There was a story a few days ago over at CNN discussing the problem of immigrants (and specifically their children) gaining weight after moving here. It’s not really much of a surprise that this happens – many go from a diet based on fresh foods (meat, vegetables), to a diet consisting of prepared meals that are packed with sugar and fat. It doesn’t help that many of these packaged foods are cheaper in the US compared to fresh produce:
“I would always cook a healthy dinner,” the 13-year-old’s mother, Visha Siew-Narine, says about mealtime on the island. “When he came here, I think the fascination of having all this food that we couldn’t afford in Jamaica, or that wasn’t really available, that was kind of new to him.”
In suburban Atlanta, things changed fast. The new foods were cheap, unhealthy and hard to resist: toaster waffles, corn dogs and the chocolate syrup Adrian liked so much he guzzled it straight from the bottle.
My favorite part of the story is the comment from Pat Crawford, the co-director of the Center for Weight and Health at the University of California – Berkeley:
“We really would like to encourage immigrant families to continue the kinds of eating that they ate in their country of origin because our studies show that the longer they’ve been in this country the more likely that their children are going to get fat”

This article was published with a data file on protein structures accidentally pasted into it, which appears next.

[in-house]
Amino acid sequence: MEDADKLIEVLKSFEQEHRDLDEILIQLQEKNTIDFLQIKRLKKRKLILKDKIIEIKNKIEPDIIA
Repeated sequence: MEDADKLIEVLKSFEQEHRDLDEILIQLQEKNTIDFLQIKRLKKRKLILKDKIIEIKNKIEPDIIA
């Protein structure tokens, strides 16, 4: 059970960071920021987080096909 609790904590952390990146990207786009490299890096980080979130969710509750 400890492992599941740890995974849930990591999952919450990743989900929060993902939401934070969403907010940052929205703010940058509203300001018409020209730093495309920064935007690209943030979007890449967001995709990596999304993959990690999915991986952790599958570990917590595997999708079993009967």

That’s kind of sad, right? Sort of like saying “whatever you do, don’t adapt to our lifestyle! You’ll only end up really fat!” It’s actually amazing how quickly you can put on weight in that situation. My family had a foreign exchange student from Russia living with us for a year, and he probably put on about 20 pounds in the first 4 months. Granted, he was really skinny to begin with so he didn’t look fat, but certainly if he would have stayed in the US it would have been a hard battle for the rest of his life. Much like the kid described in the CNN article, our exchange student was fascinated by all of the “tasty” food here, and didn’t realize how much sugar and fat can be in such a small portion (check out the nutrition facts on a snickers bar, for example). Add to the great taste a really low price, and you’ve got a recipe for disaster – which is what we’ve seen in this country for the past decades, and what is now being noticed in our immigrants. The true American experience I suppose…eating poorly, rarely exercising, and getting fat.